Observing his new comrades, Sam — and time now for the weekly alert to new readers that, in the first part of the book, my father wrote in the third person and called himself “Tommy Norcliffe” — Sam/Tommy, then, reckoned that, despite lying about his age to sign up at 16, he might have an advantage in readiness over some older men because of his Boy Scout training in skills such as rifle shooting and signaling.
When Company Sergeant Major West ordered them to fall in, the lad weighed up the men on either side of him (all of them still in their ordinary clothes, no uniforms available for a while yet):
“On Tommy’s left stood a man of 36, probably, wearing a cap at an unusual angle — the soft cloth pulled back and the hard peak pulled forward as far as they could possibly go. Tommy wondered if the two sections would part under the strain. Under the peak, dark inquisitive eyes moved constantly, taking in everything with keen interest; a cheerful, though pale, face with a sharp, red nose and black moustache; a soiled black jacket, dark grey trousers shiny with what appeared to be grease, and heavy, black boots completed Tommy’s sidelong view of Joe Parker.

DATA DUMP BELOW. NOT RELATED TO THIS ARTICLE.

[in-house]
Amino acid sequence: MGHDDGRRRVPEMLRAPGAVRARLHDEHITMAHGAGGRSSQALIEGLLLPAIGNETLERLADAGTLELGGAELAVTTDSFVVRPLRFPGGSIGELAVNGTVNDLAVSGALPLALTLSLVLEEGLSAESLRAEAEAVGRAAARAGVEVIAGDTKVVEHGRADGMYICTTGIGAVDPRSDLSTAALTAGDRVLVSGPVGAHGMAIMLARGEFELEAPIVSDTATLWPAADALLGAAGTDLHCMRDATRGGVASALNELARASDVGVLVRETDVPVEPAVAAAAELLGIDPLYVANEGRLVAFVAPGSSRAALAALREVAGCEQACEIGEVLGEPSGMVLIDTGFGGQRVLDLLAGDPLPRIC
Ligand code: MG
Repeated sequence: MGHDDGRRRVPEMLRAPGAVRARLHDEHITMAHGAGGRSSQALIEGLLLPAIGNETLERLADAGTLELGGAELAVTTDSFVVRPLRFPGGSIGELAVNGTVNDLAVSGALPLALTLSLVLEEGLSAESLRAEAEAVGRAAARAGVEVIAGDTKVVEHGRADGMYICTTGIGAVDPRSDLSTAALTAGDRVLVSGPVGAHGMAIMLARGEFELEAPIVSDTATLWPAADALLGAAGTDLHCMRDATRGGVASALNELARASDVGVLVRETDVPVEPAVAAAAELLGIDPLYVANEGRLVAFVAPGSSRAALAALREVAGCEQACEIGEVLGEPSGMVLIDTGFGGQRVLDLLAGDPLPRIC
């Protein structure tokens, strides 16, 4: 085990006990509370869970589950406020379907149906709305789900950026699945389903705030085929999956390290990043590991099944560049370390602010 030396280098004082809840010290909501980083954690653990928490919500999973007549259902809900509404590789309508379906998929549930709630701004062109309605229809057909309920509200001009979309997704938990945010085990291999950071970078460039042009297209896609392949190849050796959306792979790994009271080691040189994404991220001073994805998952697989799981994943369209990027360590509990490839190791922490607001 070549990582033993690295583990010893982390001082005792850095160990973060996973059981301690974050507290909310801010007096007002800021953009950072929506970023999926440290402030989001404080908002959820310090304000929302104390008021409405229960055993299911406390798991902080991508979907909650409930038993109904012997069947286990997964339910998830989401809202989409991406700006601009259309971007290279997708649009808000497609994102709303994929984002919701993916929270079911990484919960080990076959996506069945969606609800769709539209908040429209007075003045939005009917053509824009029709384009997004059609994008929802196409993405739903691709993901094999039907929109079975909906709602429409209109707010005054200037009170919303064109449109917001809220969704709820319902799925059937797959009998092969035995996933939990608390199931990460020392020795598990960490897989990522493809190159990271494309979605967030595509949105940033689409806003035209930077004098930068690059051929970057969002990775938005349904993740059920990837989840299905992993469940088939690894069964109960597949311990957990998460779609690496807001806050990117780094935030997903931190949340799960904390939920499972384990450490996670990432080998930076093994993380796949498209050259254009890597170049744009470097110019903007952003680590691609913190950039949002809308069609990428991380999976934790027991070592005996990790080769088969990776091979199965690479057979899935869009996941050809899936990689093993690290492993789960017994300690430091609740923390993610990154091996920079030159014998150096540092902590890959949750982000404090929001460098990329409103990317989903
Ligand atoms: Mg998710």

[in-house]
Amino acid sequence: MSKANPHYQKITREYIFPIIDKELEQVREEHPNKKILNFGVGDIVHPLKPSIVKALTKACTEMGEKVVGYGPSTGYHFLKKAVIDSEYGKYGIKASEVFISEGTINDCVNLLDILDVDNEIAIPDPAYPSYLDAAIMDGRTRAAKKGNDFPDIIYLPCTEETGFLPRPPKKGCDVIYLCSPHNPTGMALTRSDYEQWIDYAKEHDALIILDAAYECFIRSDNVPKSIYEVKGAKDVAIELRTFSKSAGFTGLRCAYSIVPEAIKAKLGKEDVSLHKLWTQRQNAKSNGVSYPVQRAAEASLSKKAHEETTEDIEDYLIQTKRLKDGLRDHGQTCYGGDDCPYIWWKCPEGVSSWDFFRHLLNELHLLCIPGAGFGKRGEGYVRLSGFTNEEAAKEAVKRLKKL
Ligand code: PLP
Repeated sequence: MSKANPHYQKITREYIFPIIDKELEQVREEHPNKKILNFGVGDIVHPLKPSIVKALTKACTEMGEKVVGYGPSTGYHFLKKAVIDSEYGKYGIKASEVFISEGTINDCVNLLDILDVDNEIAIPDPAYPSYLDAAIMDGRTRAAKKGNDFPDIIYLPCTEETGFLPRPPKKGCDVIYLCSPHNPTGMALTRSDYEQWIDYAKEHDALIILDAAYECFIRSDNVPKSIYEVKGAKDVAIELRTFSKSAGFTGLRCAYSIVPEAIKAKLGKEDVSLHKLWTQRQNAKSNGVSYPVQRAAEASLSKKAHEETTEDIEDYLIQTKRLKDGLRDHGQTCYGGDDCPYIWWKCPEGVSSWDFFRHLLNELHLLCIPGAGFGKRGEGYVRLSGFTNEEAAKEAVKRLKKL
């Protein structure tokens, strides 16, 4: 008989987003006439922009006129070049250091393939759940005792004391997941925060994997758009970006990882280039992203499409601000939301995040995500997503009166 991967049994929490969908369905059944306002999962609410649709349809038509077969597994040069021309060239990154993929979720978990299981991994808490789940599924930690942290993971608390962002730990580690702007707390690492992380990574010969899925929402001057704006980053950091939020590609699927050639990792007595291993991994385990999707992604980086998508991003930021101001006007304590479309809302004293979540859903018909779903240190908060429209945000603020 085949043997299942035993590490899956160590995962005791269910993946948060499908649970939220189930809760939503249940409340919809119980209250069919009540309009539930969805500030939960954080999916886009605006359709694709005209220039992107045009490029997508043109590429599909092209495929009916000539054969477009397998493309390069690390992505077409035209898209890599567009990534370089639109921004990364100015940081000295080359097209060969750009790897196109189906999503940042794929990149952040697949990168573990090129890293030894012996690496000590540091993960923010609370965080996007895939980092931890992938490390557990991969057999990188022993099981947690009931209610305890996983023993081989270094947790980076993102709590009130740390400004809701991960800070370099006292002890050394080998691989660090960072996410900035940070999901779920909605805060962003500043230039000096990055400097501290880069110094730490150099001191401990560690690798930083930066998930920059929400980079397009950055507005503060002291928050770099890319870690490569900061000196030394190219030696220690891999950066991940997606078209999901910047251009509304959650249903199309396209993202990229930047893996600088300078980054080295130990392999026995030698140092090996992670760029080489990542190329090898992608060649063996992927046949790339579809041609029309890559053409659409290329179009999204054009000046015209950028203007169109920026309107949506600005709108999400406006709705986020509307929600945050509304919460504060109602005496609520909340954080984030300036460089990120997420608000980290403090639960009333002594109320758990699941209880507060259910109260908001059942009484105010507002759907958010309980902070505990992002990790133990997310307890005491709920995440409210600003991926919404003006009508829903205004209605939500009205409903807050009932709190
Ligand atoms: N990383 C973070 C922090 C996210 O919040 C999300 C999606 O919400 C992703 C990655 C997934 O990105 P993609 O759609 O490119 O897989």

Had Joe cut his eyes to the right, he would have seen that Tommy too wore a black jacket with tight grey trousers but, instead of a cap, he wore the City office boy’s hard, flat bowler. A boy in men’s clothing?
A rather elderly fellow of scholarly appearance called Ewart Walker stood to Tommy’s right. He looked stern, or somewhat benign, or quizzical, all dependent on what the brainy bloke was observing at any given moment. He wore grey flannel trousers, a Norfolk jacket, brown, brogue shoes and, unusually at that period, no hat to cover his cropped, grey hair.”
They spent the morning on drill, just learning to start out on the left, then turn… then “Form fours!” really put the cat among the pigeons with regard to stumbling about and banging into one another.
When they got a break, Sam/Tommy chatted with “old” Joe Parker, as he thought of him. He worked as a casual porter at Billingsgate fish market, but…
“… he’d spent much of his life at sea, mainly on coastal vessels. He proceeded to describe nights ashore in small seaports, winding up with his choicest experience — his face glowed, his eyes sparkled, as he told how he put up at a lodging house once, ate a lovely meal, and shared his beer with the buxom landlady, her husband presently away at sea it turned out. Then he turned in. The bed had lovely, clean, white sheets and pillows, but to all this luxury the landlady later added the pleasure of her curvaceous body. Joe relived the delights of having her meaty legs wrapped round him until the order to fall in saved Tommy from making the expected noises of approval.”
That afternoon, the Battalion undertook its first formal march through the city:
“[Lieutenant] Swickenham told the men about the march to follow. He asked them, in spite of their varied civilian garb, to bear themselves like soldiers. The eyes of many London citizens would regard them and a good impression must be aimed at.